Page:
CACI No. 3723. Substantial Deviation

Judicial Council of California Civil Jury Instructions (2023 edition)

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3723.Substantial Deviation
If [an employee/a representative] combines the
[employee/representative]’s personal business with the employer’s
business, then the [employee/representative]’s conduct is within the scope
of [employment/authorization] unless the [employee/representative]
substantially deviates from the employer’s business.
Deviations that do not amount to abandoning the employer’s business,
such as incidental personal acts, minor delays, or deviations from the
most direct route, are reasonably expected and within the scope of
[Acts that are necessary for [an employee/a representative]’s comfort,
health, and convenience while at work are within the scope of
New September 2003; Revised June 2006, April 2008, June 2014, May 2020
Directions for Use
This instruction may be given with CACI No. 3720, Scope of Employment, if the
facts indicate that the employee has combined business and personal activities. In
such a situation, the employee’s personal activities must constitute a “substantial
deviation” from or “abandonment” of the employers business in order to be outside
of the scope of employment. (See Farmers Ins. Group v. County of Santa Clara
(1995) 11 Cal.4th 992, 1004 [47 Cal.Rptr.2d 478, 906 P.2d 440].) The words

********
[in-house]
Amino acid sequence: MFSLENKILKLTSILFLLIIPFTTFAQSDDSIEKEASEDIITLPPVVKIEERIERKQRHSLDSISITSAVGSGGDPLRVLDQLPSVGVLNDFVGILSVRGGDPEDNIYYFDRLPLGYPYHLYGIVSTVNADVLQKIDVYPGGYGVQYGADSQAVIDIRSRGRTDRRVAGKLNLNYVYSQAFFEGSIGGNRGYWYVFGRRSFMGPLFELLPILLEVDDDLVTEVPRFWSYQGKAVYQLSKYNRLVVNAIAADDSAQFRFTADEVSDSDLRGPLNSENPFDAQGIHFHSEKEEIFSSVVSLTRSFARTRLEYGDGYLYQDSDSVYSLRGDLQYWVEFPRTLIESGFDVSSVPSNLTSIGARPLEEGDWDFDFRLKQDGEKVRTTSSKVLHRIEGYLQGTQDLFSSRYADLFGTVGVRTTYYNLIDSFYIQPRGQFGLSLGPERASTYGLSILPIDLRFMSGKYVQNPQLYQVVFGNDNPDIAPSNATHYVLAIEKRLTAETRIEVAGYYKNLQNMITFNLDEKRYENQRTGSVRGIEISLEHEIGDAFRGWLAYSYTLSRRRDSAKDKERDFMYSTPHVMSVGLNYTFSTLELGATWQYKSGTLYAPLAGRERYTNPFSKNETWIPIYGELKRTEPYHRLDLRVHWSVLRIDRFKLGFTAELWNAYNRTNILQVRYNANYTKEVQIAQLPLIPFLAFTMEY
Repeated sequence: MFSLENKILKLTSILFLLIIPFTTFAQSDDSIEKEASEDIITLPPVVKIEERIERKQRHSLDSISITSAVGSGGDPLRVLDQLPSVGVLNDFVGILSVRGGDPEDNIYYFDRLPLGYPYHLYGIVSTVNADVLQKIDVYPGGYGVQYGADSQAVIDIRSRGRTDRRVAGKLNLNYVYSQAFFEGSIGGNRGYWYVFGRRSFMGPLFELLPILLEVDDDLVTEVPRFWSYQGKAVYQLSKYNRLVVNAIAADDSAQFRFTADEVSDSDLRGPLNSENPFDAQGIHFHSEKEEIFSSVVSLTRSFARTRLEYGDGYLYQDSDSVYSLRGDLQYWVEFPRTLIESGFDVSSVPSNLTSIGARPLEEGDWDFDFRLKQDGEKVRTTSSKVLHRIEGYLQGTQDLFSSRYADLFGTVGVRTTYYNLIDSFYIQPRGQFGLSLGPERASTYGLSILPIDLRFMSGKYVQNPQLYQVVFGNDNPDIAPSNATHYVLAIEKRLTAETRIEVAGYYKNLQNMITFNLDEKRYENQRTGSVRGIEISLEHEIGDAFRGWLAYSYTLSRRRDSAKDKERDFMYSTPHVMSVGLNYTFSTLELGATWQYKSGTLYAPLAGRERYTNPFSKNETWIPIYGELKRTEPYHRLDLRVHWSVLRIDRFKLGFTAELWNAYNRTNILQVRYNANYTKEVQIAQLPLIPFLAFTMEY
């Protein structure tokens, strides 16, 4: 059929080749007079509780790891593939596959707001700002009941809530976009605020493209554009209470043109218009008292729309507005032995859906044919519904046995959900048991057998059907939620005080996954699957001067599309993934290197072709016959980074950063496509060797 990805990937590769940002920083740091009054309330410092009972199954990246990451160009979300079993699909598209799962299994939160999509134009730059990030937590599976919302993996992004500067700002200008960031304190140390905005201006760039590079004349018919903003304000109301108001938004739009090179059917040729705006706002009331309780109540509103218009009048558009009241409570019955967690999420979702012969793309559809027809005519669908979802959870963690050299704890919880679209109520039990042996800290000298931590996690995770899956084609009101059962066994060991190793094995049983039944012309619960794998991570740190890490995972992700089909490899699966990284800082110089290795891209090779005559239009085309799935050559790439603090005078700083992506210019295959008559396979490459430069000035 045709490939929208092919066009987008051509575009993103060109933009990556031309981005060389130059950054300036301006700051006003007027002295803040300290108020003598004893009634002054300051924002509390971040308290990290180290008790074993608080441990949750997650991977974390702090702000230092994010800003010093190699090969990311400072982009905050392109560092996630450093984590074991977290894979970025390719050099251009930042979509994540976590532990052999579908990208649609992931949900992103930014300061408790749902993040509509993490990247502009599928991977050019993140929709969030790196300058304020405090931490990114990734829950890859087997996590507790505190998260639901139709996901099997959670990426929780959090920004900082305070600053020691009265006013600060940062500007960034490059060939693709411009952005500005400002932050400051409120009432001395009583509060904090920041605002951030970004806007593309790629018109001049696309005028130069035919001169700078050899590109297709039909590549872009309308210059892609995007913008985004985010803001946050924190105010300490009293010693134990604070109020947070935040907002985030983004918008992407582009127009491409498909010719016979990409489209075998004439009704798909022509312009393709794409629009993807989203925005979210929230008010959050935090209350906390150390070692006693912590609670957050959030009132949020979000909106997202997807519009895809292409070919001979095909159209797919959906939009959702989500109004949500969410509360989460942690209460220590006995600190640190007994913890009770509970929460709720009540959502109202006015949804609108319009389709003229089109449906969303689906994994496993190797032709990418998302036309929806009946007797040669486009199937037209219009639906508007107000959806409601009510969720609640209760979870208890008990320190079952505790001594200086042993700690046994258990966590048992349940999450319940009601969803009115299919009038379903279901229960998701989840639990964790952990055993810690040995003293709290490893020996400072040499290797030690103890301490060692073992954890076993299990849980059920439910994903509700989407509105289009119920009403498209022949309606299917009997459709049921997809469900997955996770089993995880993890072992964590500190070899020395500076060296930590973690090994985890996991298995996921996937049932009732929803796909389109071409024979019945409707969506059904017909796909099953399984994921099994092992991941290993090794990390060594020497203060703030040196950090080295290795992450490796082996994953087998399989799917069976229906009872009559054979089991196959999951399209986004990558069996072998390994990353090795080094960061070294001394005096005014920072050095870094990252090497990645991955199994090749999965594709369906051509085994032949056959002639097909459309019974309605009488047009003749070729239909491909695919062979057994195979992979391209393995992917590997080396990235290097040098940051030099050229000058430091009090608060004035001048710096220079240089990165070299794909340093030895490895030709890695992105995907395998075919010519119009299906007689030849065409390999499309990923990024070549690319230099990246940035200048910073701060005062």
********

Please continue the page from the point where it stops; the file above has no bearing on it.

“reasonably expected” express foreseeability.
This instruction may be given with CACI No. 3725, Going-and-Coming
Rule - Vehicle-Use Exception, but not with CACI No. 3724, Going-and-Coming
Rule - Business-Errand Exception. (See Moradi v. Marsh USA, Inc. (2013) 219
Cal.App.4th 886, 907-908 [162 Cal.Rptr.3d 280].)
Give the optional third paragraph if the employee was at the work site when the act
giving rise to liability occurred, but was not directly involved in performing job
duties at the time (for example, at lunch or on break). (See Vogt v. Herron
Construction, Inc. (2011) 200 Cal.App.4th 643, 651 [132 Cal.Rptr.3d 683].)
Sources and Authority
“[C]ases that have considered recovery against an employer for injuries
occurring within the scope and during the period of employment have
established a general rule of liability ‘with a few exceptions’ in instances where
the employee has ‘substantially deviated from his duties for personal purposes.’